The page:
Progressive Muscle Relaxation
Although a small amount of stress can be a motivator, long-term and high levels of stress can cause both physical and mental issues. Progressive muscle relaxation (PMR) has proven to be an effective way to reduce stress levels. PMR can help relieve symptoms of headaches, cancer pain, high blood pressure and digestive issues.
The practice of PMR involves tensing or tightening one muscle group at a time and then relaxing the muscle group. As each group of muscles relaxes, the mind should focus on the relaxation sensation.
Progressive muscle relaxation can help create life balance. Other health benefits include the following:
- Decreased blood pressure
- Regulated heart rate
- Reduced stress hormones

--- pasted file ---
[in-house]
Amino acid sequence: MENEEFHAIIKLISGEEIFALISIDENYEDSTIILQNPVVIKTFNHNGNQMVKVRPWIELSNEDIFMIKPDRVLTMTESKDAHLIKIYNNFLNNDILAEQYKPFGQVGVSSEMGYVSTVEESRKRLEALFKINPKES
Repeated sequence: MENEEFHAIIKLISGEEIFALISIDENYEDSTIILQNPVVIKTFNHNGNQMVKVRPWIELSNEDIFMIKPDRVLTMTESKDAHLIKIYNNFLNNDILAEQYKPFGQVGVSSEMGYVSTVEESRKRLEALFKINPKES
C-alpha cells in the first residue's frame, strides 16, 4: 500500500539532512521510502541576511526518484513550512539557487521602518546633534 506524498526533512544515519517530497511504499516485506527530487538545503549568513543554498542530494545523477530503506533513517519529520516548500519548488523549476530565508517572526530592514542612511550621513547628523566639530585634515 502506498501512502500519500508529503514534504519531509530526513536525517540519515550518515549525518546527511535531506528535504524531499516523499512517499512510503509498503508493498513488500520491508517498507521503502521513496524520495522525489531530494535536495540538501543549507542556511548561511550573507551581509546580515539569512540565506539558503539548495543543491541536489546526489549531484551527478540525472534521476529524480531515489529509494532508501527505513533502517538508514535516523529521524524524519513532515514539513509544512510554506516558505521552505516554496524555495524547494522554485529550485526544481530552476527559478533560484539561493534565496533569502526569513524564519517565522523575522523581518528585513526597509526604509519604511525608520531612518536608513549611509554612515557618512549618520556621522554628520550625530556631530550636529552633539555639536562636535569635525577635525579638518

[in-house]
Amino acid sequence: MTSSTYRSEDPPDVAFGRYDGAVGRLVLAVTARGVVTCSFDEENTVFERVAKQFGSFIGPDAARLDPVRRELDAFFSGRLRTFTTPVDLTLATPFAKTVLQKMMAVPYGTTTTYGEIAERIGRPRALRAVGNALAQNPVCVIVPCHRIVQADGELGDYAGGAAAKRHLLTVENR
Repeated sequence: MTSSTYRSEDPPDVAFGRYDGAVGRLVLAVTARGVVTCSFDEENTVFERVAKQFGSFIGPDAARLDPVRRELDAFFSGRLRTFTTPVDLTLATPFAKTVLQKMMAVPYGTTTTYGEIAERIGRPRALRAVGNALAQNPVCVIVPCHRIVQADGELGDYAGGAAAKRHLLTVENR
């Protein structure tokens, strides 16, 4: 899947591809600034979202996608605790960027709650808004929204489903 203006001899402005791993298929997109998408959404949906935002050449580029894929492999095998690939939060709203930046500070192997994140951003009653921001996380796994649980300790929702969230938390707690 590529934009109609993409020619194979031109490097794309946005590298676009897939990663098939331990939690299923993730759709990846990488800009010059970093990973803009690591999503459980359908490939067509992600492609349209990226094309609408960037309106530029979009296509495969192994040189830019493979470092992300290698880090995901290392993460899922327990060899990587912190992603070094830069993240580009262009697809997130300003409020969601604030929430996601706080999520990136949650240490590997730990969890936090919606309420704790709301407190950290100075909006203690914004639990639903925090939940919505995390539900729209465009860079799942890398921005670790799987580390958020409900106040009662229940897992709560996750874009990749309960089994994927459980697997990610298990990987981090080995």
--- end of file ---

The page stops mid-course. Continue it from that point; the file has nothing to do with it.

- Reduced anxiety
- Lessened migraine symptoms
- Improved digestion
- Reduced muscle tension
- Reduced chronic pain symptoms
How to do progressive muscle relaxation
The goal of progressive muscle relaxation is to ease tension from the body. A group of muscles is tensed for 10 to 20 seconds and then released, resulting in mental calmness. The practice of progressive muscle relaxation typically begins with the lower extremities and ends with the face. It can be practiced lying down or sitting and should be practiced in a quiet place free from distractions.
- PMR is typically performed in the following order: feet, calves, upper legs, buttocks, abdomen, chest, arms, shoulders, neck, and face.
- While inhaling, contract a muscle group, such as the calf muscles, for 10 to 20 seconds, then exhale while releasing the tension. Focus on relaxing as the tension is released.
- Relax for 10 to 20 seconds before moving to the next muscle group, such as the thigh muscles.
- Imagine feelings of stress flowing out of the body as each muscle group relaxes.
The practice of progressive muscle relaxation is relaxing and empowering. The benefits of PMR increase if performed twice per day.